Paris, Apr 12 (EFE).- Investment in clean energy within the recovery plans for the Covid-19 crisis has skyrocketed 50 percent in the last five months and now exceeds $ 710 billion worldwide, according to the International Energy Agency.
In its evaluation report published Tuesday, the agency said this “unprecedented” data is more than 40 percent higher than the ecological spending contained in the government’s stimulus plans after the 2008 financial crisis.
It said this figure hides some imbalances, in particular that advanced economies account for most of this effort, since only before the end of 2023 they plan to dedicate $ 370 billion.
This represents a level of investment consistent with what the organization itself considers necessary in developed countries to address the goal of zero net emissions of carbon dioxide in the 2050 horizon.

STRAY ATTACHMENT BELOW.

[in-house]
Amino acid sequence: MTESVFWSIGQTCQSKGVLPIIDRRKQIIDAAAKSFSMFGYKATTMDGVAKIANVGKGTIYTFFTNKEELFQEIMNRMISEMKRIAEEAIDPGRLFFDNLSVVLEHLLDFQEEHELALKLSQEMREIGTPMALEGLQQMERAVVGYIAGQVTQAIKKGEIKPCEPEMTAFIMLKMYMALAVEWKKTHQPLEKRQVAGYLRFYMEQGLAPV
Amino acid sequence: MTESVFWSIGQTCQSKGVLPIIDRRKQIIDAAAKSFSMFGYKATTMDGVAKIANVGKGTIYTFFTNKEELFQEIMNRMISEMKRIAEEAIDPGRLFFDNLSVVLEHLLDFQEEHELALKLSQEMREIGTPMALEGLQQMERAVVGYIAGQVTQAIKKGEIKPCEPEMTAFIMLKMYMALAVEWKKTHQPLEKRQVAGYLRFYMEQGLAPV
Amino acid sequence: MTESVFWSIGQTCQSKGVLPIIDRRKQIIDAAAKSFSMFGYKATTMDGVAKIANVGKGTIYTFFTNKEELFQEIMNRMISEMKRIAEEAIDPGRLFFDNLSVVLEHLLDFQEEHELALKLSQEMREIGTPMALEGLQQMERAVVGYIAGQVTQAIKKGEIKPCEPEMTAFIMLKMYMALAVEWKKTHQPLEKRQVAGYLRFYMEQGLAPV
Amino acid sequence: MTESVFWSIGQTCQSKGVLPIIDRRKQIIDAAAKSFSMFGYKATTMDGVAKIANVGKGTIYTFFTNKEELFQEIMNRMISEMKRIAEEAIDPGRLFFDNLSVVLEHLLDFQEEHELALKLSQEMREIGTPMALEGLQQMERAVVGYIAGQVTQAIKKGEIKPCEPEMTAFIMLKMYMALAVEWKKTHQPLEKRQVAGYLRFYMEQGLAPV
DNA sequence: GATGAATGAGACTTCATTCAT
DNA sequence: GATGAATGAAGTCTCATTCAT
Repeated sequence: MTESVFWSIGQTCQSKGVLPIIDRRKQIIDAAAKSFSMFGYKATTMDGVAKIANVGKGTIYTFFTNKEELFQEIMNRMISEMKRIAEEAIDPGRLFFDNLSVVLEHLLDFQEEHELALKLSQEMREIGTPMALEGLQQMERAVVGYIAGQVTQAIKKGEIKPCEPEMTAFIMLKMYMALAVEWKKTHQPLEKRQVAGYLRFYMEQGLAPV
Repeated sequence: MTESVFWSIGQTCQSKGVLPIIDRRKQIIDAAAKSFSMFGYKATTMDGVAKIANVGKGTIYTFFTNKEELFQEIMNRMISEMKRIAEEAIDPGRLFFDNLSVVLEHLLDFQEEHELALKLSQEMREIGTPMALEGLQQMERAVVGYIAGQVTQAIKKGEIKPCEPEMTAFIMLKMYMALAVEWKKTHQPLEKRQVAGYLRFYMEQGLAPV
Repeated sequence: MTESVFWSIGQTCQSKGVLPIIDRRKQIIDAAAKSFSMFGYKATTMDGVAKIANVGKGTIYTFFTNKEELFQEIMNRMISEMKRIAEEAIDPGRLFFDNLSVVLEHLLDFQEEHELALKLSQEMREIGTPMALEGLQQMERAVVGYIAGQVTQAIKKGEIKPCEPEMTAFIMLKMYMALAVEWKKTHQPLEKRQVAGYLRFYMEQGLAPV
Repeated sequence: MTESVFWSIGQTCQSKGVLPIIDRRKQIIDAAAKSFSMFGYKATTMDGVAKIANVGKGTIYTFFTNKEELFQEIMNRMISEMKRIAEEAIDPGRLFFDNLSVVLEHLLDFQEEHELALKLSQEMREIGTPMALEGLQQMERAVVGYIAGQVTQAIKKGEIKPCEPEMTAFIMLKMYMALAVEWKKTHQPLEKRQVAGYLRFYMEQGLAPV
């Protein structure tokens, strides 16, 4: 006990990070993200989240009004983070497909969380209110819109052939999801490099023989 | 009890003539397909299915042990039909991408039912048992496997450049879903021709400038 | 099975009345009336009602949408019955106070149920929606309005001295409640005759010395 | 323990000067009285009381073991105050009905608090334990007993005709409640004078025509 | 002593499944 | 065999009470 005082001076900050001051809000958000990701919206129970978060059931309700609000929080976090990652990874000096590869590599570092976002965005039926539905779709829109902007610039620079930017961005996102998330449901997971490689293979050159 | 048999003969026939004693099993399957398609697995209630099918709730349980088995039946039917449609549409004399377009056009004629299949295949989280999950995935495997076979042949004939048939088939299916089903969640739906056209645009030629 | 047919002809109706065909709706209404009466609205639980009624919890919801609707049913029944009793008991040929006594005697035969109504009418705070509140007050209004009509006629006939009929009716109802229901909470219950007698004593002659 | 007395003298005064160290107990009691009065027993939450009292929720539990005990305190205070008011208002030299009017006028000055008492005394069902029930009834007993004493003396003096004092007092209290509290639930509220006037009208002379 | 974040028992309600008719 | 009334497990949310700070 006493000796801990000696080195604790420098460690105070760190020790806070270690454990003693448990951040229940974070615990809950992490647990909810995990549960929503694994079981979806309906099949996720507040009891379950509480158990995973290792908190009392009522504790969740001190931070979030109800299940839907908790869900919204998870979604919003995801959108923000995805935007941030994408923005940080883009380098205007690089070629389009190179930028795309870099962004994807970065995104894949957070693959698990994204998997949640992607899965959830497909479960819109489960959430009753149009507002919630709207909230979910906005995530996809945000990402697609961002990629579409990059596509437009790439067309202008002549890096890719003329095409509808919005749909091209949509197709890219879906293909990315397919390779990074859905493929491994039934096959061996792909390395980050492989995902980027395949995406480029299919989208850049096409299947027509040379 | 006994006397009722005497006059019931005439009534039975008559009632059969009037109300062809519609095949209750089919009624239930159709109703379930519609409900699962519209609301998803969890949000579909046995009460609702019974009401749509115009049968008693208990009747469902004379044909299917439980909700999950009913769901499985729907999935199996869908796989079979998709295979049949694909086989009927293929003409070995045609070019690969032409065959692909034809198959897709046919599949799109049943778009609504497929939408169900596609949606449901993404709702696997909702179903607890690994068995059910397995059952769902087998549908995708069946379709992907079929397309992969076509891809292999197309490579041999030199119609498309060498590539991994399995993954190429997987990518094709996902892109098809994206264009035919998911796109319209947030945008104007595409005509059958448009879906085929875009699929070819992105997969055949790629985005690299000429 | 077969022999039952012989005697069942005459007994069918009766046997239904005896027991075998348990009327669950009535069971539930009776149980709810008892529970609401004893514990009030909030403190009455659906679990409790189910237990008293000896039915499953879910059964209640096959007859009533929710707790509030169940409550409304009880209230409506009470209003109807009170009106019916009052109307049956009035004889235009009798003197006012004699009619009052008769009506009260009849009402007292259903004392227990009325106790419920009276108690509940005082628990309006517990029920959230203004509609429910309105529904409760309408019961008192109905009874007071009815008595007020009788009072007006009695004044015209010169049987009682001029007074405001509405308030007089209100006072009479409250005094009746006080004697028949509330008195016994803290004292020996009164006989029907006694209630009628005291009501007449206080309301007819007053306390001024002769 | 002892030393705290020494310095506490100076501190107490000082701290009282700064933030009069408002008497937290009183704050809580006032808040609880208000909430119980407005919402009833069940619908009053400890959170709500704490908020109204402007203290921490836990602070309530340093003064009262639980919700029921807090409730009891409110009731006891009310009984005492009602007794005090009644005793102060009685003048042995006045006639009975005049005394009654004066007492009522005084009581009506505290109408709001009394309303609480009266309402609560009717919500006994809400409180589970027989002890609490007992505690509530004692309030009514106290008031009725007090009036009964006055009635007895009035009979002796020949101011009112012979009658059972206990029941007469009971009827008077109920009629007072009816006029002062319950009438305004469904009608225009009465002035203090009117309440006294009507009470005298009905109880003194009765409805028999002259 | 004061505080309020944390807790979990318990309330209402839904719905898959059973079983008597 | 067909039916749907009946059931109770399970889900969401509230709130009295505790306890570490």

In contrast, only about $ 52 billion are expected to be spent in emerging and developing economies between now and the end of next year “an amount much lower than what is needed to achieve a path towards zero net emissions in 2050,” it said.
Public funds for sustainable recovery in those countries are a tenth of those in advanced economies.
For the agency, it is very unlikely that the gap will be reduced in the short term since governments with limited fiscal means now face the challenge of keeping food and fuel affordable for their citizens in an inflationary context due to the Russian invasion of Ukraine.
Executive director Fatih Birol said in a statement that “countries where clean energy is at the heart of recovery plans keep alive the possibility of reaching net-zero emissions by 2050, but financial and economic conditions have undermined public resources in the rest of the world.
Birol said “the world needs to massively scale up its clean energy deployment efforts over this decade, especially in developing economies if we are to hold out hope of limiting global temperature rise to 1.5 C.” EFE